Finally, and most importantly, it’s all about asking questions. Use the mentors, they are like a dedicated Google just for your task. They aren’t marking you or assessing you — they are only helping you. Remember, this project is their project too, so they just want to make it better. Case and point, last night I was stuck on one of the final portions of my task, and my task is interesting as it doesn’t stay in one realm of the project, but instead encompasses just about every layer within the codebase, and thus is a whole lot to take in. Now, this part that I was stuck at led me down a path of uncertainty.

“Where is this error coming from?”

Well, before starting down what could have been a classic hour(s) long search-fest, I just popped the question down into IRC to see if it was familiar to anyone else, and it was amazing. Not only did the mentor (ChipX86) know exactly where the fix would be, but the location of the fix was in a place I didn’t even know existed, and definitely would never have found alone. That one question most likely saved me hours of searching and thus allowed my code delivery date to be that very night, instead of a week and a half later, or worse.

I like my time, as I don’t get enough of it nowadays.

So no more of this, “Shoot first, ask questions later” — because that just a waste.

Progression and Roadblocks

As per request, I am reposting my blog posts. This was originally posted on February 1, 2013.

Well, I finally got to sit down for more than an hour today, and here’s my progression.

As mentioned previously, last week I dealt with confirming the front-end design in the /templates/reviews/review_request_box.html template, as well as improving the relationship models for the dependency relationships in /reviews/

Today I was able to delve into the /reviews/, and I was able to set up an initial representation of the relationships within the admin panel. It’s full functionality is still waiting on the web API connections to be completed, but that will be referenced later.

Next, I was able to jump into the /reviews/, and begin to really research the inner workings of ReviewBoard. I was able to significantly improve my understandings of both the Django view framework and how it relates to this project, so it’s looking quite promising for now.

This new perspective allowed me to finally delve head first into the monster that is the /webapi/ file, and I was able to do some initial progress adding the dependencies into the whole mix. Specifically, I was able to contribute to the _set_draft_field_data function within the ReviewRequestDraftResource class, adding in the dependencies.

I’m going to follow up with some new additions over the next few days and see where this leads me. Some expected roadblocks could be confirming the connections that I’m building, properly addressing how to deal with drafts becoming published, and how to properly infuse these new features into the front end (i.e auto searching possible reviews, confirming that reviews exist when added, concurrency, etc.)

Week 1 Status Report

As per request, I will be reposting my blog posts. This was originally posted on January 27, 2013.

  • What did you do this week?

I got settled back into my normal schedule, attended my classes and had a bunch of work shifts piled onto me due to them allowing the weekend off (unheard of when working part-time retail).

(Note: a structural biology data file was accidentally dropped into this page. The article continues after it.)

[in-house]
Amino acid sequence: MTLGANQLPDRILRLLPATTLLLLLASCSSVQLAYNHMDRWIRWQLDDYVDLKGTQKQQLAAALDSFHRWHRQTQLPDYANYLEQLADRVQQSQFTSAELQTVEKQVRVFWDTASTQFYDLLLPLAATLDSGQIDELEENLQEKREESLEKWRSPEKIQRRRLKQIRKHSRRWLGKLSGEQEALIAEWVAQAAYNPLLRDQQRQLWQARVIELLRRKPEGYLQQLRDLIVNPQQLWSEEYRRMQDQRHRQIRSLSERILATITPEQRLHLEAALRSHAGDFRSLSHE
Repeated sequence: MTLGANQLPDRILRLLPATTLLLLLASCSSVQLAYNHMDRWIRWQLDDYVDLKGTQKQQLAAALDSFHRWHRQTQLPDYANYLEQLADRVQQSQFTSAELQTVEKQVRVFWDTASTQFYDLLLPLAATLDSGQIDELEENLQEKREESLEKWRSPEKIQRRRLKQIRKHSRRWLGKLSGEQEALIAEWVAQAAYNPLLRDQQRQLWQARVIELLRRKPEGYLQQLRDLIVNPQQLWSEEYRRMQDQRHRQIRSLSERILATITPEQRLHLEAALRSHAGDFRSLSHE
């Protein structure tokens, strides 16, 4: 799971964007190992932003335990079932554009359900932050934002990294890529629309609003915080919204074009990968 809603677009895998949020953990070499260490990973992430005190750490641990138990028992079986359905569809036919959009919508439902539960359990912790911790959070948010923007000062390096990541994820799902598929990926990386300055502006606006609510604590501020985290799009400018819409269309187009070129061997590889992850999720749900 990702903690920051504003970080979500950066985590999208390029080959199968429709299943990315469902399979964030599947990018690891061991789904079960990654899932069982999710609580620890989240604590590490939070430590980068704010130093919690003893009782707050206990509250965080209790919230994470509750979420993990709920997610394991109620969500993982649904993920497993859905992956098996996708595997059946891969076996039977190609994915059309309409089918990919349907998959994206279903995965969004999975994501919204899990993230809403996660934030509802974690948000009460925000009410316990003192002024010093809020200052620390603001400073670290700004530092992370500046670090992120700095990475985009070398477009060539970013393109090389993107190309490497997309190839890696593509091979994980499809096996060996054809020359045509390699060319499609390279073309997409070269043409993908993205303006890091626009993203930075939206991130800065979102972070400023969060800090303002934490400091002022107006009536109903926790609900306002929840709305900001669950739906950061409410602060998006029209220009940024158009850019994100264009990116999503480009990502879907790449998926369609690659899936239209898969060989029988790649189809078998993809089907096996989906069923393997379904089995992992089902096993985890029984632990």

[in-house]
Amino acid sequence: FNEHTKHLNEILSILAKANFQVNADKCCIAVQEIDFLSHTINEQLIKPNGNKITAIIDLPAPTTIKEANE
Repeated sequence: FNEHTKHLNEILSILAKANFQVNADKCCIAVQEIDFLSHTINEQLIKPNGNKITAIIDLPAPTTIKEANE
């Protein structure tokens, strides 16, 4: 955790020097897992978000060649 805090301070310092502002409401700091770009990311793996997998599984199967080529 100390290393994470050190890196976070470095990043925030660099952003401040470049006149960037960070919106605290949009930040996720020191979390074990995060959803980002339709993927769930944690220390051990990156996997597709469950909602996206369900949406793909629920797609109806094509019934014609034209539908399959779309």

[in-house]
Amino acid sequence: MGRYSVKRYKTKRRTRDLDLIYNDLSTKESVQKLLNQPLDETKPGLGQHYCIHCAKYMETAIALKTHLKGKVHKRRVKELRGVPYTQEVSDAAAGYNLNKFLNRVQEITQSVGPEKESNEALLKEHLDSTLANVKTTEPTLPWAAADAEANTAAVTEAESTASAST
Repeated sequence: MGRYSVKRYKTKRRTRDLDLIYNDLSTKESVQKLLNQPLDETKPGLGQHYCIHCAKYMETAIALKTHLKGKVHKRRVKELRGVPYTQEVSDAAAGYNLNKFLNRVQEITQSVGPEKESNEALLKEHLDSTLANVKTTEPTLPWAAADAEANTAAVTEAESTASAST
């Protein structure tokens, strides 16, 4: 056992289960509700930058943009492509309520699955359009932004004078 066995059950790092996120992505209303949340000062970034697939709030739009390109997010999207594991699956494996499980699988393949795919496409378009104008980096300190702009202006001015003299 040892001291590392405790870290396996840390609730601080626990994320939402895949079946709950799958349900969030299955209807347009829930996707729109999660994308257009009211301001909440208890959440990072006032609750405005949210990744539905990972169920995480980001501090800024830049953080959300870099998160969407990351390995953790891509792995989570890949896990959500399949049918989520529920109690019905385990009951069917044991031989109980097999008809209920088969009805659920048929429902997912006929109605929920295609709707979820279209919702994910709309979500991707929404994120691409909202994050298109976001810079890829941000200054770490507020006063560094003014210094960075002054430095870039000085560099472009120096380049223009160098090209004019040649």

For my project, I took a more in depth look into the overall Django environment; as like I said in our weekend, I am relatively good with Python, but I am new with Django and its MVC design structure.

For my task of Depends On/Blocks, I’ve researched into how the ReviewBoard system completes its inner-workings, and started mapping out some ideas on how to implement my task. I’ve set up the initial HTML/CSS mapping for the front-end, and have mapped out and implemented the potential models for the relationships.

  • What is blocking you from progressing?

At the moment its mainly getting the time to sit down and get things done (I have an open upcoming week so I should get some substantial progress), and just my overall knowledge of the layouts of Django and how ReviewBoard is structured (I’m really close to getting it all contextually understood).

  • What are you going to do next week? 

As I mentioned, I’m going to get some good time in to my goals, and hopefully I’ll get some progress going in addressing the internal connections to get Dependancies operational. From then, I might be able to address any outlying bugs that evolve from my developments.

  • Do you have any questions?

At the moment I’m good, but I know IRC is the place to be, so I’ll ask them there.

Depends On/Blocks Project

As per request, I am reposting my blog posts to the main feed. This was originally posted on January 19, 2013.

So it begins.

I’ve decided that my first project on ReviewBoard will be the task of adding two new list fields within a review request; namely the Depends On and Blocks sections. The Depends On will allow the ability to list previous requests within ReviewBoard that require completion before the current request can be fully addressed. Inversely, the Blocks section describes previous review requests that require the current request’s completion.

To do this, I’ll have to edit the front-end to display the new fields. Furthermore, the backend must be changed to allow for the new additions to the review request modelling, along with the validations for if the previous requests are valid request ids.